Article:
Today we’d like to introduce you to Sun-Mo Koo.
Hi Sun-Mo, so excited to have you on the platform. So before we get into questions about your work-life, maybe you can bring our readers up to speed on your story and how you got to where you are today?
I have always had a hand in the arts and I also knew from a young age that I would pursue art as a career. I remember when I made my first clay creation, it was a sun glazed with a bunch of colors. When I got the piece back from the kiln, I was just captivated with the process that led me to the final piece. That was the beginning of my fascination and love for clay.
Before transferring to art school, I did three years at a small liberal arts college in Pennsylvania. At that time, I was also an art major with a focus on ceramics and printmaking. Although I went to college as an art major, I felt that the arts at this institution was very limited; therefore, I made the ultimate decision to transfer. I transferred to ArtCenter College of Design and went in as an Illustration major. I took a variety of classes but surprisingly did not take that many printmaking or ceramic classes. It wasn’t until my last two terms at ArtCenter that I finally took a ceramics class. And when I took the class, it felt like I made a full circle back to the medium I loved working with.
I graduated from ArtCenter in 2020. Unfortunately, the pandemic hit halfway through my graduating term and everything got canceled. During lockdown, I was able to rest from the burnout from all the work I had been doing in preparation for graduation. This time helped me to develop my craft and characters I was planning to present at the grad show. It was disappointing to not have had the traditional graduation to end my time at the school as well as starting a new chapter in my life, but it was a situation that helped push me to become the artist I am today.
We all face challenges, but looking back would you describe it as a relatively smooth road?
It definitely has not been an easy road, more so with the pandemic. Due to the pandemic, it was difficult to consider doing in-house work when we couldn’t do things in person and everything was moved virtually. I decided that doing freelance work was better suited for me and the work I do. From the time I graduated art school to now has been a constant of ups and downs. Even though I was able to sell my work and do well for myself from time to time, there were a lot of uncertainties and concerns that crept in along the way. There were so many thoughts that ran rampant in my head such as ” Am I good enough?”, “Can I make a good living from this?”, “Is there a market for my work out there?” and so on. It began to mess with my mental health and I had become super depressed thinking that the thing I loved doing wouldn’t make it out to the world.
Last year, I was at my lowest and almost thought of quitting ceramics due to overworking and all of these negative thoughts. However, I decided to take a break for a few months and stepped away from anything art-related. The time away from my usual art hustle was healing and something that was needed. Sometimes, I work and work to the point where stuff starts becoming mundane. I have to remind myself that I am human and not a constant working machine. As tough as this period in my life was, it was necessary to experience this because I learned that it is OK to take a step back in order to move forward.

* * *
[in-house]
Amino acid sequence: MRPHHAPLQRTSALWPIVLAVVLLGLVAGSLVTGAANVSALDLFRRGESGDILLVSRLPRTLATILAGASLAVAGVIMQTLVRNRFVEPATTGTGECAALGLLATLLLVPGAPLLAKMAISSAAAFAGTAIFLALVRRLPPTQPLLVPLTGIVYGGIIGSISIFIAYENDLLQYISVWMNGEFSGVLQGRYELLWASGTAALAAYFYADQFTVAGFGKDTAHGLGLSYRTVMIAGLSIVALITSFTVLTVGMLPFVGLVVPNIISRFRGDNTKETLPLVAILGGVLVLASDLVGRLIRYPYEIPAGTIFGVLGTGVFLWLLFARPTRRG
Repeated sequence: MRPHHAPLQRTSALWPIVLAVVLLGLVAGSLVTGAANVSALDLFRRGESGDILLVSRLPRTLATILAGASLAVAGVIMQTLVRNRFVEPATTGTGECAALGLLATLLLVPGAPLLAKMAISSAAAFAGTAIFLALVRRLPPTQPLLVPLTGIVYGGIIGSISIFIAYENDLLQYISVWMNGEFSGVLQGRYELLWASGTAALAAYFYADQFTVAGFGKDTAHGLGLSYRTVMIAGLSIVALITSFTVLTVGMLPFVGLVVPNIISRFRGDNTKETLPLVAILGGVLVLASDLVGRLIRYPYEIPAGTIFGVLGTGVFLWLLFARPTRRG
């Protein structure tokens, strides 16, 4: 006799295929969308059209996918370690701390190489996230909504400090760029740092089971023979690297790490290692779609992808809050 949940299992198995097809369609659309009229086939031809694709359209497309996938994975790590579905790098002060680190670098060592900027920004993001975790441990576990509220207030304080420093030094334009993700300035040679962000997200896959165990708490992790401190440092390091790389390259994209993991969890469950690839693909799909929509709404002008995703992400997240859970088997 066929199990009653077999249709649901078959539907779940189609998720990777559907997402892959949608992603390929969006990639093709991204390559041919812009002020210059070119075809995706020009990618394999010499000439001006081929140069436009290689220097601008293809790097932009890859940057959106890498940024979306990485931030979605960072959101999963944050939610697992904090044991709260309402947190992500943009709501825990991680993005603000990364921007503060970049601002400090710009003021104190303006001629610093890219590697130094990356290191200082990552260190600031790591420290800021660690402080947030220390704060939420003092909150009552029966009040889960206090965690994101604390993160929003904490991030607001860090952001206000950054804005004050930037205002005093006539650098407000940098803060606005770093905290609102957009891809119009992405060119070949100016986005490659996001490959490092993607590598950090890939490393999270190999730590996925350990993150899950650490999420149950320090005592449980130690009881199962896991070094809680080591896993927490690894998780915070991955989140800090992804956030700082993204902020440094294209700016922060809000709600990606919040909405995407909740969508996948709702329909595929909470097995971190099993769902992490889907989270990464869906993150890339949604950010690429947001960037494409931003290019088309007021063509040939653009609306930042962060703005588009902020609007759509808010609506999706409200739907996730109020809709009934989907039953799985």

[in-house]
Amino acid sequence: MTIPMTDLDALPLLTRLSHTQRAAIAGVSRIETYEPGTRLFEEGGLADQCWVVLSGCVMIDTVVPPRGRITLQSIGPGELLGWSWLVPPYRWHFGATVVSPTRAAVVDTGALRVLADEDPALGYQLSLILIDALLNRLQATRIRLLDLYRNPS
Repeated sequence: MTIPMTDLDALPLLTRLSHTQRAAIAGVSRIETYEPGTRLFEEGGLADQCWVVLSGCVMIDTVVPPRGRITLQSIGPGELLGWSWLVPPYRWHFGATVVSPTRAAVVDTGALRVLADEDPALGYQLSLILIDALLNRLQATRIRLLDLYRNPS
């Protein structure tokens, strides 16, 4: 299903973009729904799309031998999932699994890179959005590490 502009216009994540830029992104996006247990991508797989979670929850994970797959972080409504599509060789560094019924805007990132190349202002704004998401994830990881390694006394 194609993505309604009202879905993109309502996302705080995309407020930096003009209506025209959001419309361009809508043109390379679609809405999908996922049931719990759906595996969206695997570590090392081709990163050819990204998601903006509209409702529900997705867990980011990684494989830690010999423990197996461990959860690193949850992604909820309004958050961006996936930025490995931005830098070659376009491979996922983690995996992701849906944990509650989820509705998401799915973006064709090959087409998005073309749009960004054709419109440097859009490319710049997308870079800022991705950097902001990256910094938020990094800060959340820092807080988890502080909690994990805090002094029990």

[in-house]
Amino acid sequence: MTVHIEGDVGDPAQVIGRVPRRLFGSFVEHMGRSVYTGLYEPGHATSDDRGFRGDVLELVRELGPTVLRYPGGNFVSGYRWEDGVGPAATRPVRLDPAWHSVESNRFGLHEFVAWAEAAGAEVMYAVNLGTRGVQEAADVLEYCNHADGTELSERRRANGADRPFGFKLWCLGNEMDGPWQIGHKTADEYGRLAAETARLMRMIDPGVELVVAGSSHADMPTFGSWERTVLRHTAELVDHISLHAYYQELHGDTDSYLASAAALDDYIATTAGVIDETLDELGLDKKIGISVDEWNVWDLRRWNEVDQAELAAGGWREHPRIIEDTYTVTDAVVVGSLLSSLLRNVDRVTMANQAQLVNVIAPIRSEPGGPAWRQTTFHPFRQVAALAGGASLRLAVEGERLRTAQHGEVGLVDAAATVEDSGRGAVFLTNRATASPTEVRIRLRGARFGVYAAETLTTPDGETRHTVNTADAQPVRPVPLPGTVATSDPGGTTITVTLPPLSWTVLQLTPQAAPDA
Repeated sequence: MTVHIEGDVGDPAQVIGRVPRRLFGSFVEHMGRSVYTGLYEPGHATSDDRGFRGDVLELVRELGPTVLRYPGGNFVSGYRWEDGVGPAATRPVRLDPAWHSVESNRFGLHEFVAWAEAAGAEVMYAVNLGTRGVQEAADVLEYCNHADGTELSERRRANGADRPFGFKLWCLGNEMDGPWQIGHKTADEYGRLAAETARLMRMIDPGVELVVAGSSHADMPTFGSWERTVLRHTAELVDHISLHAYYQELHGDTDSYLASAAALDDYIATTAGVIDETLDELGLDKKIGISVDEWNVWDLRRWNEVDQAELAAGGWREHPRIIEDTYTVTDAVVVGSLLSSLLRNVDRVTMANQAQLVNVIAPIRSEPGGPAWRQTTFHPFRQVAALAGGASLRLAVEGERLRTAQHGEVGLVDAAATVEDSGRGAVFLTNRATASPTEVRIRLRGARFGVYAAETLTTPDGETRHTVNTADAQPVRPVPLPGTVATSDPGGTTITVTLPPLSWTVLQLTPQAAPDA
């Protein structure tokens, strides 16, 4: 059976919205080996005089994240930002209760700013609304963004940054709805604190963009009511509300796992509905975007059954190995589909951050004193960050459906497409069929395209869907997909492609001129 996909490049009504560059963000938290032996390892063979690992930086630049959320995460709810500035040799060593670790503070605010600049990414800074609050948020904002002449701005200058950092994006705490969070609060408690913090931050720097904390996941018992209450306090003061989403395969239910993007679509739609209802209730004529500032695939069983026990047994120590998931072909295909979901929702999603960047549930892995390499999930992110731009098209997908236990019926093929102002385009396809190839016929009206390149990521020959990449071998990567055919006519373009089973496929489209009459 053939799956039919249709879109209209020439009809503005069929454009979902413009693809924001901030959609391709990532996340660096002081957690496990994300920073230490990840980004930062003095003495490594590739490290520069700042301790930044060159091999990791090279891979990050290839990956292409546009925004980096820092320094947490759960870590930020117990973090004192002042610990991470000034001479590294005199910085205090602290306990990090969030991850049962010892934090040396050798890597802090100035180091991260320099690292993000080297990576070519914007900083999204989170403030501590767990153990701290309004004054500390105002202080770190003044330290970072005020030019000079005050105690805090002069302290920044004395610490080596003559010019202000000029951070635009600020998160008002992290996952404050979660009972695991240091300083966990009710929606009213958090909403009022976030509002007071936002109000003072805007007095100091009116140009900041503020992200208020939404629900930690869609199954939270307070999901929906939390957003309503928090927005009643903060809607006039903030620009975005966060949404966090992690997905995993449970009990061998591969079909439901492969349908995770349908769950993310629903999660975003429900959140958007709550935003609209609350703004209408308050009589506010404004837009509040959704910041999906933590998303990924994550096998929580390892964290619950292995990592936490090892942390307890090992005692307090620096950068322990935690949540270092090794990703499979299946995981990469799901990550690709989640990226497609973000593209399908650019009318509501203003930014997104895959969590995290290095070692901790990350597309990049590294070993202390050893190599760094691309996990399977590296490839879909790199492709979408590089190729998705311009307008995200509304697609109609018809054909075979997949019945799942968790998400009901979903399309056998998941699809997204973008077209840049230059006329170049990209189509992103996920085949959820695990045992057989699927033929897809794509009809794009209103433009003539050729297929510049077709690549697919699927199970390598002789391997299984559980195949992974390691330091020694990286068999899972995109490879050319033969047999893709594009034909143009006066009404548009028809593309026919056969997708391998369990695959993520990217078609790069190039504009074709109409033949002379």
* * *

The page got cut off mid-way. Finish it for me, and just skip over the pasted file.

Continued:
As you know, we’re big fans of you and your work. For our readers who might not be as familiar what can you tell them about what you do?
I like to make ceramic sculptures of the characters I have developed from my sketches, which I started designing when I was still at ArtCenter. I am mainly known for making my Herdling and Egglet characters. Egglets are basically eggs with wings and Herdlings are my take on cows, horses and elephants. I am very happy and proud with how far I have developed these characters into what they are today. My hope is to one day publish a children’s book that is filled with all of the characters I have come up with. There are so many wonderful ceramicists and illustrators out there, but I think what sets me apart from other artists is my unique character designs and my use of illustrations that I incorporate into my work. It makes my day to hear people liking the work I do! My work in ceramics is no where close to being over and there’s a lot more to learn. There are so many more stories I plan to tell through my ceramics and I am excited for what the future has in store.
How do you think about happiness?
Happiness can be subjective because everyone’s version of happiness is different. I find myself feeling happy when I am making coffee for my parents, having nerdy conversations with my brother, sitting by the window watching the rain fall, using a fresh bag of clay to make more Herdlings or starting a new sketchbook to fill up with more ideas. These moments in time can seem small to people, but for me, they bring me so much joy and inspiration. It is like having a never-ending archive full of fond memories and innovative ideas that help me create something new.
I am human, I do have days where I feel down and things start getting mundane; however, I get the biggest smile on my face when I get the sweetest messages of how I made someone happy from something I made. Little do those people know that when they send those messages to me, I become the happiest person in the world. And I’ve come to realize that I treasure moments like these the most because it creates a ripple effect connecting me to others with such light, love, and care. And I hope to continue this unceasing cycle of making others happy for many years to come.
- Email: email@example.com
- Instagram: https://www.instagram.com/sunmokoostudios/
- Twitter: https://twitter.com/sunmokoostudios
- Youtube: https://www.youtube.com/channel/UC4V7BRorQfQ0BNkweWZ_Utg
- Other: https://www.tiktok.com/@sunmokoostudios